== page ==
I have to warn you from the beginning that this post comes packed-full of unbelievable geekiness, including Excel spreadsheets and charts. But, there is method to the madness, as I am exploring wear counts as a way of analysing my wardrobe and recording what I am wearing. This all links to the first step of my guide to building a meaningful wardrobe, ANALYSE, as I am looking to start a new year-long challenge aiming to dig deeper into my existing closet and figure out the patterns for what types of garments I reach most for, if they are me-made or RTW, what colours and what brands or pattern companies.
In this post, I will tell you more about my method for recording my wear counts as well as cataloguing my overall wardrobe, a few other tools that are out there and the first findings after two weeks of this exercise.
Let’s dig in.
What is a wear and wardrobe count and why would you do one?
A wardrobe count is effectively an inventory of your entire closet, i.e. all the items in you own. This something that people aiming for a minimalist wardrobe tend to do in order to analyse and identify what can be removed and what needs to be added to their closets with intent. This is also great as an initial exercise at the start of a style analysis or overhaul. However, this is definitely not just for minimalists, for example, if you are a sewer and want to better plan your sewing queue and deciding what to sew in order to fill the gaps.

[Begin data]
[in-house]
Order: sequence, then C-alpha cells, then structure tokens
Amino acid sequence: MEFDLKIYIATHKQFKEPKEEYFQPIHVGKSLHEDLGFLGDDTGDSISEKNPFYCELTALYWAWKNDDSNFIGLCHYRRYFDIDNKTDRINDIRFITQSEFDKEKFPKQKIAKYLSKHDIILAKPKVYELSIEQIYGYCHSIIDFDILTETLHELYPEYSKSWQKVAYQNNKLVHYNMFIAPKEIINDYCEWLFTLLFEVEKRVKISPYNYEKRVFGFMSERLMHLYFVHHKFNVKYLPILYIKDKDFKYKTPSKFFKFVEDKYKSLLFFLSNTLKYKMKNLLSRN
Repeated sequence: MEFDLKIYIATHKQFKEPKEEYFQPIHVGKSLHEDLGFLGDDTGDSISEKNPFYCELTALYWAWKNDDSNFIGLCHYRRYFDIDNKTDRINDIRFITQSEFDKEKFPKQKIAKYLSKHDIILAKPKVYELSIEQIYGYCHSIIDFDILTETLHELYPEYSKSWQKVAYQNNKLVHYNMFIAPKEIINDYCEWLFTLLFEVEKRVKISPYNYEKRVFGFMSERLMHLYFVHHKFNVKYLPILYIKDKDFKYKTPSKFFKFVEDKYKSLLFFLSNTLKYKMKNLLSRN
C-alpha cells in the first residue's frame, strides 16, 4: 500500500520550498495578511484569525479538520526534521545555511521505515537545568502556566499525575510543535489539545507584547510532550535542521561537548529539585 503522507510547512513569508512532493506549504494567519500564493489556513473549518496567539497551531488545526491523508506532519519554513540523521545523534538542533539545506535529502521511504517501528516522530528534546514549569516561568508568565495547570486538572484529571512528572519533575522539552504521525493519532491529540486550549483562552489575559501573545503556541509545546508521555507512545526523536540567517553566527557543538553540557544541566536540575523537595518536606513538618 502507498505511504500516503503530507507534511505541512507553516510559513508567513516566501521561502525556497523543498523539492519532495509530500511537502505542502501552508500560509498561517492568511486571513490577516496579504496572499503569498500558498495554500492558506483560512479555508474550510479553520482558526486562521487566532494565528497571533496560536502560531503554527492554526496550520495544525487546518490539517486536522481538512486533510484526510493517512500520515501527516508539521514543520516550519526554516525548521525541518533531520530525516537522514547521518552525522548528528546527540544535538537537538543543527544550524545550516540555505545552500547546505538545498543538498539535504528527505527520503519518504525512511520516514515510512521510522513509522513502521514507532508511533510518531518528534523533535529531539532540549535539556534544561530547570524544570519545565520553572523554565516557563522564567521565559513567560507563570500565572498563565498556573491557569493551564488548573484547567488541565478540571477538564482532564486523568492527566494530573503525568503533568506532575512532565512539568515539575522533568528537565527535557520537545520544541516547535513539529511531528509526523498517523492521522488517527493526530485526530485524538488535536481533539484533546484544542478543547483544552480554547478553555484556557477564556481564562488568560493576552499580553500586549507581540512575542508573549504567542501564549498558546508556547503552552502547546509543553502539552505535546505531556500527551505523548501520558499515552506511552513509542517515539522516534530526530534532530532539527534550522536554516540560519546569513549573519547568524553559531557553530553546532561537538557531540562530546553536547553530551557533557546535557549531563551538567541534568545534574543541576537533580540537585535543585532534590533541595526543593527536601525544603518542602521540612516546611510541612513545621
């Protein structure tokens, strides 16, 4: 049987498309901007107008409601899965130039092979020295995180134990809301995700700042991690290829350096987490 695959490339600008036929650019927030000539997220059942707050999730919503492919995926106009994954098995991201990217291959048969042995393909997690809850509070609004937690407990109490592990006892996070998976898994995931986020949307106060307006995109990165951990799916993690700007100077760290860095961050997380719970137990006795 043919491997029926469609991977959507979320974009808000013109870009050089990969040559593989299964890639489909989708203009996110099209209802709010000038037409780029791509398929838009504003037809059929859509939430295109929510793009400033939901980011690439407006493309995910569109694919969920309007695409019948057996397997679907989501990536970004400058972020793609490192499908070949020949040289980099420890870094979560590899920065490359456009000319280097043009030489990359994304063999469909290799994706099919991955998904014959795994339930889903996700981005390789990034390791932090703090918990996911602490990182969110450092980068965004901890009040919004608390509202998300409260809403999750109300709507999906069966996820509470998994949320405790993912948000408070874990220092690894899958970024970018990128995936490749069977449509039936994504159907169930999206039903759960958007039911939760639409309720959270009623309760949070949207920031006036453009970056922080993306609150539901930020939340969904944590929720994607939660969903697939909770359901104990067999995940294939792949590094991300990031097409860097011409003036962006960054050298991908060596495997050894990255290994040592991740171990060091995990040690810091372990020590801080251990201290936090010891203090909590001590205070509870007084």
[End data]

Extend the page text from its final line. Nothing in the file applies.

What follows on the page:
A wear count does what it says on the tin: keeping a track of every item you wear every day for a given period. This may be in order to identify the types of items and outfits you tend to gravitate towards, to establish a cost/wear, see how your me-mades compete with your RTW, etc.
Why I decided to embark on a One Year Wear Count Project
The simple answer is because I’m a geek, of course, and I really love stats and getting data to run pivot charts on.
The long answer is that I really want to dig deeper into my wardrobe, obviously not in a literal sense, to try to put some numbers behind the decisions I make around adding new items and of course, letting go of others. I am very curious how much of my wardrobe is actually handmade, what RTW brands have lasted the longest in my closet, what are workhorses of my closet etc. I think analysing what you already have is very important towards building a meaningful wardrobe with intent.
SAVE FOR LATER
The rules of my One Year Wear Count Project
I am going at it in a slightly backwards way, where instead of turning everything out of my closet and doing an inventory, I am slowly (and much more manageably) counting and tracking items as I wear them in daily outfits. The theory is that at some point, I would have worn everything I own, so I would have captured everything in say, one year. And if I haven’t worn them in a year, I probably don’t really need them in my life anyway.